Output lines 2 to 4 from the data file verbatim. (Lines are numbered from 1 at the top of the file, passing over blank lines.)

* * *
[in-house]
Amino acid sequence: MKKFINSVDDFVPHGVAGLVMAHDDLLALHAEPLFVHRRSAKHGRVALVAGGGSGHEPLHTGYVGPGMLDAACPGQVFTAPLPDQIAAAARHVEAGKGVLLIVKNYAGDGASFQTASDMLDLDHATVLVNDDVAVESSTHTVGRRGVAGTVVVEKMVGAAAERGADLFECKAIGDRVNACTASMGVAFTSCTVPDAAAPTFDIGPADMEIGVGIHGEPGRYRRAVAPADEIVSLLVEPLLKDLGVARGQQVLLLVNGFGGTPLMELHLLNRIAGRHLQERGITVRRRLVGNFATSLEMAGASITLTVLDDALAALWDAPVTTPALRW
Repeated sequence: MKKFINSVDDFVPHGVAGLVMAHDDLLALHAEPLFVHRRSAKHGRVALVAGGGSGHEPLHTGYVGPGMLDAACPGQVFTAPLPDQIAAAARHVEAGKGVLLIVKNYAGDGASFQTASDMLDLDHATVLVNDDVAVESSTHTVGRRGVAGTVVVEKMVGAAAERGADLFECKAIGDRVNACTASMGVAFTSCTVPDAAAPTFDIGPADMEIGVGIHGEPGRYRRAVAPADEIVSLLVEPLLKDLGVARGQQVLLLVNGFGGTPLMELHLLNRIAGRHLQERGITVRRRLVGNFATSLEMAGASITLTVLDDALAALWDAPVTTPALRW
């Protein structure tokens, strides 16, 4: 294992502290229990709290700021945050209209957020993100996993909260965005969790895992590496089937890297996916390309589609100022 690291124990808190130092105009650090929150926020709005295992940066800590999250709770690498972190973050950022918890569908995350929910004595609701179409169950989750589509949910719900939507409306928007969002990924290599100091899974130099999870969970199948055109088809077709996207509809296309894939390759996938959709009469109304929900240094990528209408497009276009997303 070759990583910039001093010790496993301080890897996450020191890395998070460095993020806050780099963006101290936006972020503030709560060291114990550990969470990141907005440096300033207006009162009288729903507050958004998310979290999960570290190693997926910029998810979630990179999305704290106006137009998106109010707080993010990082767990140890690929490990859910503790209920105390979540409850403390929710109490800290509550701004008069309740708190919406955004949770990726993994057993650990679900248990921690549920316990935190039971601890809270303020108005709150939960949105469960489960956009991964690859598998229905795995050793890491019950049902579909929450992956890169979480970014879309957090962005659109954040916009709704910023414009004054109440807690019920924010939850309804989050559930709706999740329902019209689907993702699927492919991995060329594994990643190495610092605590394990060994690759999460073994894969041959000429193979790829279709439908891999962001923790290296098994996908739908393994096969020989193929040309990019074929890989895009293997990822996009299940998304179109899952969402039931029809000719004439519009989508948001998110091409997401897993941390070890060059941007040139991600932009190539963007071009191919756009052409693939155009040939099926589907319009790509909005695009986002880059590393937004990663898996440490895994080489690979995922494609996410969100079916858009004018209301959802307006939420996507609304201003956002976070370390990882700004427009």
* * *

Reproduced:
Amino acid sequence: MKKFINSVDDFVPHGVAGLVMAHDDLLALHAEPLFVHRRSAKHGRVALVAGGGSGHEPLHTGYVGPGMLDAACPGQVFTAPLPDQIAAAARHVEAGKGVLLIVKNYAGDGASFQTASDMLDLDHATVLVNDDVAVESSTHTVGRRGVAGTVVVEKMVGAAAERGADLFECKAIGDRVNACTASMGVAFTSCTVPDAAAPTFDIGPADMEIGVGIHGEPGRYRRAVAPADEIVSLLVEPLLKDLGVARGQQVLLLVNGFGGTPLMELHLLNRIAGRHLQERGITVRRRLVGNFATSLEMAGASITLTVLDDALAALWDAPVTTPALRW
Repeated sequence: MKKFINSVDDFVPHGVAGLVMAHDDLLALHAEPLFVHRRSAKHGRVALVAGGGSGHEPLHTGYVGPGMLDAACPGQVFTAPLPDQIAAAARHVEAGKGVLLIVKNYAGDGASFQTASDMLDLDHATVLVNDDVAVESSTHTVGRRGVAGTVVVEKMVGAAAERGADLFECKAIGDRVNACTASMGVAFTSCTVPDAAAPTFDIGPADMEIGVGIHGEPGRYRRAVAPADEIVSLLVEPLLKDLGVARGQQVLLLVNGFGGTPLMELHLLNRIAGRHLQERGITVRRRLVGNFATSLEMAGASITLTVLDDALAALWDAPVTTPALRW
């Protein structure tokens, strides 16, 4: 294992502290229990709290700021945050209209957020993100996993909260965005969790895992590496089937890297996916390309589609100022 690291124990808190130092105009650090929150926020709005295992940066800590999250709770690498972190973050950022918890569908995350929910004595609701179409169950989750589509949910719900939507409306928007969002990924290599100091899974130099999870969970199948055109088809077709996207509809296309894939390759996938959709009469109304929900240094990528209408497009276009997303 070759990583910039001093010790496993301080890897996450020191890395998070460095993020806050780099963006101290936006972020503030709560060291114990550990969470990141907005440096300033207006009162009288729903507050958004998310979290999960570290190693997926910029998810979630990179999305704290106006137009998106109010707080993010990082767990140890690929490990859910503790209920105390979540409850403390929710109490800290509550701004008069309740708190919406955004949770990726993994057993650990679900248990921690549920316990935190039971601890809270303020108005709150939960949105469960489960956009991964690859598998229905795995050793890491019950049902579909929450992956890169979480970014879309957090962005659109954040916009709704910023414009004054109440807690019920924010939850309804989050559930709706999740329902019209689907993702699927492919991995060329594994990643190495610092605590394990060994690759999460073994894969041959000429193979790829279709439908891999962001923790290296098994996908739908393994096969020989193929040309990019074929890989895009293997990822996009299940998304179109899952969402039931029809000719004439519009989508948001998110091409997401897993941390070890060059941007040139991600932009190539963007071009191919756009052409693939155009040939099926589907319009790509909005695009986002880059590393937004990663898996440490895994080489690979995922494609996410969100079916858009004018209301959802307006939420996507609304201003956002976070370390990882700004427009």